From Academic Kids
Pongal (பொங்கல் in Tamil), also called Sankranti in some places (ಸ೦ಕ್ರಾ೦ತಿ in Kannada), is an Indian harvest and a thanksgiving festival. Pongal literally means boiling over. It is traditionally celebrated at the time of harvest of crops and hence is a celebration of the prosperity associated with the event.
Pongal is historically a Dravidian festival and independent of religion (Dravidian culture is free from religion). And it is celebrated by all people in South India, notably Tamilnadu, Andhra Pradesh and Karnataka. Because of Dravidian-Aryan sharing of culture, Pongal also came to be celebrated by Hindus in nothern India. Hence, Pongal is sometimes wrongly called as Hindu festival.
Pongal is also known as Tamizhar Thirunal or The Festival of Tamils. In Tamil, there is a saying, Thai Pirandhal Vazhi Pirakkum (தை பிறந்தால் வழி பிறக்கும்), literally meaning, the birth of the month of Thai will pave way for new opportunities.
The festival is celebrated for four days. On, the first day, Bhogi, the old clothes and materials are thrown away and fired, marking the beginning of a new life. The second day, the Pongal day, is celebrated by boiling rice with fresh milk and Jaggery early in the morning and allowing it to boil over the vessel - a tradition that is the literal translation for Pongal (in Tamil). People also prepare savories and sweets, visit each other's homes, and exchange greetings. The third day, Mattu Pongal, is meant to offer thanks to the cows and buffaloes, as they are used to plough the lands. Jallikattu, a violent taming the bull contenst, marks this day. On the last day, Kanum Pongal, the word "kanum" literally meaning 'to view' - youngsters used to gather at river banks to view and select their future life partners (which has fallen out of practice currently). During the pongal season, people eat sugar canes and decorate the houses with kolam.
In Karnataka, the festival is marked by visiting one's friends and relatives to exchange greetings, and by the preparation of a dish called Ellu (made with sesame seeds, coconuts, sugar blocks, etc). A common custom found across Karnataka is the exchange of sugarcane pieces and Ellu with one's neighbors, friends and relatives.
While being predominantly a South Indian festival, the day is also celebrated in several other places under different names. In northern India, it is called Makar Sankranti. In Maharashtra and Gujarat, it is the annual kite-flying day. It is also the harvest festival in Punjab and Haryana, where it is celebrated as Lohri.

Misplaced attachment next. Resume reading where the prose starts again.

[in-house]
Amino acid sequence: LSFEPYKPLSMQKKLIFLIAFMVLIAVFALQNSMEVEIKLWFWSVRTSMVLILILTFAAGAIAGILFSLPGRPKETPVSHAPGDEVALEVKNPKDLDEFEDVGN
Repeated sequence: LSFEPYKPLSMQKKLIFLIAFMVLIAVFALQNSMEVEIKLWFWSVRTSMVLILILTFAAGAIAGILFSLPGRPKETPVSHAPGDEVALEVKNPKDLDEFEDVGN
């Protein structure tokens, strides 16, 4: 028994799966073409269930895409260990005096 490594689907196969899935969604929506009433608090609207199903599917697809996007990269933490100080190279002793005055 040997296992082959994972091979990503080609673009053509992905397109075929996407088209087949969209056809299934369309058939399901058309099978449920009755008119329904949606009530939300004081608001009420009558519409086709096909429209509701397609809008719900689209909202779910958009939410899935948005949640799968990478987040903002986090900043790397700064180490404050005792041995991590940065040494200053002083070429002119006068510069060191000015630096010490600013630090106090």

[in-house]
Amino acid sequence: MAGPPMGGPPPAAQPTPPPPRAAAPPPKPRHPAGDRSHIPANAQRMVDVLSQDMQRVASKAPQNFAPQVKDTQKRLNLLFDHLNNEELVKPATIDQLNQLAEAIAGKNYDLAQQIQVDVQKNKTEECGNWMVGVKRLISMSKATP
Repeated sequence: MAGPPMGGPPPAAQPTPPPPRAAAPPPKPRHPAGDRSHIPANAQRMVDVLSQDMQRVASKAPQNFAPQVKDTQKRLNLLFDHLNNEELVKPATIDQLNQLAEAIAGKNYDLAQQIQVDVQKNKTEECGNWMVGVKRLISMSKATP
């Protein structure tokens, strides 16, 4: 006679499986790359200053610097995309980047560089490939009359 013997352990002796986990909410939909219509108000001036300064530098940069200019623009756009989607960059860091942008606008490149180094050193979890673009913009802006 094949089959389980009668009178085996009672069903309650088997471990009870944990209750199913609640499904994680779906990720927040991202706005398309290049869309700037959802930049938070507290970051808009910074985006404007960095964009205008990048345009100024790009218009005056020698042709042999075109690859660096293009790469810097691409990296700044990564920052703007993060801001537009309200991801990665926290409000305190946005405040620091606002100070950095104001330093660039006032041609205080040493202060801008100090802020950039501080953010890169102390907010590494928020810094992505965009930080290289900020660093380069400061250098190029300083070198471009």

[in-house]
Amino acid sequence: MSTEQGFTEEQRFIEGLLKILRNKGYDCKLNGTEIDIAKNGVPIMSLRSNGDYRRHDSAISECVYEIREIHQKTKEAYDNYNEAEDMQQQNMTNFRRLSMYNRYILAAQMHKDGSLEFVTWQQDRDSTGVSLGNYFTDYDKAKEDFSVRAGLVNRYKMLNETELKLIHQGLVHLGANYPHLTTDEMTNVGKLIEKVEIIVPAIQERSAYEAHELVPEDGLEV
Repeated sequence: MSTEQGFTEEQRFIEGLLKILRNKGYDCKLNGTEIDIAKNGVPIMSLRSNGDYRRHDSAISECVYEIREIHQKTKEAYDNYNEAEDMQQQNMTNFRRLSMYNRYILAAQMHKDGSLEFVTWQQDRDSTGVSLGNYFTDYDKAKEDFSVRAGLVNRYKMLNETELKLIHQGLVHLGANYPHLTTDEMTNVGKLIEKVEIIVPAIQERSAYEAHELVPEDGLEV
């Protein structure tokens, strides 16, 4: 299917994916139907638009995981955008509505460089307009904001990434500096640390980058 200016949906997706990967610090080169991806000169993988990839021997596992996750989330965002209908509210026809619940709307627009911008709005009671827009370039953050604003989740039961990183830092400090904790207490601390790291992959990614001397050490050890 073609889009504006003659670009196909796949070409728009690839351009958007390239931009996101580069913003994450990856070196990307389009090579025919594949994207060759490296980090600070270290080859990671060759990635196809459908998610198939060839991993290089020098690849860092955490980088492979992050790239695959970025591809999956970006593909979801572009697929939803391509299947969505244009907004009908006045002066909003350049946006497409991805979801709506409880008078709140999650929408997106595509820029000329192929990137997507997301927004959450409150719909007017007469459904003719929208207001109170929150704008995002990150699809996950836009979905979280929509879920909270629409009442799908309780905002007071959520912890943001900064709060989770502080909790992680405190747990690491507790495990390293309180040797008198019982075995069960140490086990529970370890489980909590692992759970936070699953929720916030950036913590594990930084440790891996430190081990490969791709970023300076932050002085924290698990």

Pongal, a dish
Pongal is a famous South Indian food. It's available as 1. Sarkarai Pongal (Sweet Pongal), 2. Kara Pongal (Spicy Pongal). The pongal that is prepared at the time of Pongal festival is Sarkarai (sweet) Pongal. Rest of the seasons, pongal usually will refer to Kara (spicy) Pongal, which is a typical breakfast.
Pongal as a Hindu festival
Pongal is independent of religion and celebrated by all, though sometimes it is used to refer to a Hindu festival.
The festival has astronomical significance: it marks the beginning of Uttarayana, the Sun's movement northward for a six month period. In Hinduism, Uttarayana is considered auspicious, as opposed to Dakshinaayana, or the southern movement of the sun. All important events are scheduled during this period. Makara Sankranthi refers to the event of the Sun entering the zodiac sign of Makara or Capricorn.
- Pongal, Indian Festival (http://www.bawarchi.com/festivals/pongal.html) - With recipe for Pongal dish
- Why is Makar Sankranti always on the 14th of January? (http://thegreatindian.tripod.com/makarsankranti.htm)
- Dmoz listing on Pongal (http://dmoz.org/Society/Holidays/Pongal/)
- Lohri (http://hinduism.about.com/library/weekly/aa011203a.htm)
|Hinduism | Hindu festivals | Hindu calendar|
|Pongal | Holi | Ugadi | Ram Navami | Krishna Janmaashtami | Onam|
|Sacred Days: Maha Shivratri | Ekadasi | Vaikunta Ekadasi | MahaLakshmi vratha|